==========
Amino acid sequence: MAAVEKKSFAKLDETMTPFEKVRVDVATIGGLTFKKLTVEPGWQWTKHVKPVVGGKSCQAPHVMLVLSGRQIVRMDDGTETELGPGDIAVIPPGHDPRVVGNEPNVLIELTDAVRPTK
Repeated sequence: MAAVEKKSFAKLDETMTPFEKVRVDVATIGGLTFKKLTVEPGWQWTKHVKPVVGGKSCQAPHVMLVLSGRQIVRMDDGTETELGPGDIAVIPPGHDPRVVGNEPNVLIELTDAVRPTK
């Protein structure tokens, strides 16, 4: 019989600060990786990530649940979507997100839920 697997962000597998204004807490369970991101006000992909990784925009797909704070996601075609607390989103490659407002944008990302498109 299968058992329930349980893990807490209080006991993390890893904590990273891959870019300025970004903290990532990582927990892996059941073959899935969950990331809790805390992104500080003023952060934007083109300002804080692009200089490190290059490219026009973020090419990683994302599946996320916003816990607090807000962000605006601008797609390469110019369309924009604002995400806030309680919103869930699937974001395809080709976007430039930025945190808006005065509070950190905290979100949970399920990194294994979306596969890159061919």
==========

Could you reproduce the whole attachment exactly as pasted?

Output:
Amino acid sequence: MAAVEKKSFAKLDETMTPFEKVRVDVATIGGLTFKKLTVEPGWQWTKHVKPVVGGKSCQAPHVMLVLSGRQIVRMDDGTETELGPGDIAVIPPGHDPRVVGNEPNVLIELTDAVRPTK
Repeated sequence: MAAVEKKSFAKLDETMTPFEKVRVDVATIGGLTFKKLTVEPGWQWTKHVKPVVGGKSCQAPHVMLVLSGRQIVRMDDGTETELGPGDIAVIPPGHDPRVVGNEPNVLIELTDAVRPTK
């Protein structure tokens, strides 16, 4: 019989600060990786990530649940979507997100839920 697997962000597998204004807490369970991101006000992909990784925009797909704070996601075609607390989103490659407002944008990302498109 299968058992329930349980893990807490209080006991993390890893904590990273891959870019300025970004903290990532990582927990892996059941073959899935969950990331809790805390992104500080003023952060934007083109300002804080692009200089490190290059490219026009973020090419990683994302599946996320916003816990607090807000962000605006601008797609390469110019369309924009604002995400806030309680919103869930699937974001395809080709976007430039930025945190808006005065509070950190905290979100949970399920990194294994979306596969890159061919």